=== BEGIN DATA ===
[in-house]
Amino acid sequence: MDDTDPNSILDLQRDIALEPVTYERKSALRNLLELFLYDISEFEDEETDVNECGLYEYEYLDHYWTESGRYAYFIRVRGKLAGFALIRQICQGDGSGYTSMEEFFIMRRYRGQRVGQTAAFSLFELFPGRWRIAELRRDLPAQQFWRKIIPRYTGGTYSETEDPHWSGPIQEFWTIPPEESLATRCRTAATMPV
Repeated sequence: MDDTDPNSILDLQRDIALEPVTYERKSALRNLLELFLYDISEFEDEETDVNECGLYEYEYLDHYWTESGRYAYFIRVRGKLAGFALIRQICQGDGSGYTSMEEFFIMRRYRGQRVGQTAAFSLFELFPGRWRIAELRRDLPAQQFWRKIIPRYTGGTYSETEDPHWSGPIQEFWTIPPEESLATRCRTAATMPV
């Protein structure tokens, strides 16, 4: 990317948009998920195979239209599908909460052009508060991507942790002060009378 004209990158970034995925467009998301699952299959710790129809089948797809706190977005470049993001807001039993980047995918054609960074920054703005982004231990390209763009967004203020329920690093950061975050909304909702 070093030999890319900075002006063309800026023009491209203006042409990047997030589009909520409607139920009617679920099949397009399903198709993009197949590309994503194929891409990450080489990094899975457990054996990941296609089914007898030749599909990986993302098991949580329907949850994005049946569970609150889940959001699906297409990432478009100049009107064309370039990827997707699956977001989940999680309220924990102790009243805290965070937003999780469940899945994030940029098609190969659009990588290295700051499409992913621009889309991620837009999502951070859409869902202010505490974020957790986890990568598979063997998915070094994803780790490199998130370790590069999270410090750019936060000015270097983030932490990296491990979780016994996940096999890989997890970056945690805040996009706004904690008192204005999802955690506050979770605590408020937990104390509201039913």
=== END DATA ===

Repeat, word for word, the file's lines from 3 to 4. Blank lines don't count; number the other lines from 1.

Repeated sequence: MDDTDPNSILDLQRDIALEPVTYERKSALRNLLELFLYDISEFEDEETDVNECGLYEYEYLDHYWTESGRYAYFIRVRGKLAGFALIRQICQGDGSGYTSMEEFFIMRRYRGQRVGQTAAFSLFELFPGRWRIAELRRDLPAQQFWRKIIPRYTGGTYSETEDPHWSGPIQEFWTIPPEESLATRCRTAATMPV
């Protein structure tokens, strides 16, 4: 990317948009998920195979239209599908909460052009508060991507942790002060009378 004209990158970034995925467009998301699952299959710790129809089948797809706190977005470049993001807001039993980047995918054609960074920054703005982004231990390209763009967004203020329920690093950061975050909304909702 070093030999890319900075002006063309800026023009491209203006042409990047997030589009909520409607139920009617679920099949397009399903198709993009197949590309994503194929891409990450080489990094899975457990054996990941296609089914007898030749599909990986993302098991949580329907949850994005049946569970609150889940959001699906297409990432478009100049009107064309370039990827997707699956977001989940999680309220924990102790009243805290965070937003999780469940899945994030940029098609190969659009990588290295700051499409992913621009889309991620837009999502951070859409869902202010505490974020957790986890990568598979063997998915070094994803780790490199998130370790590069999270410090750019936060000015270097983030932490990296491990979780016994996940096999890989997890970056945690805040996009706004904690008192204005999802955690506050979770605590408020937990104390509201039913």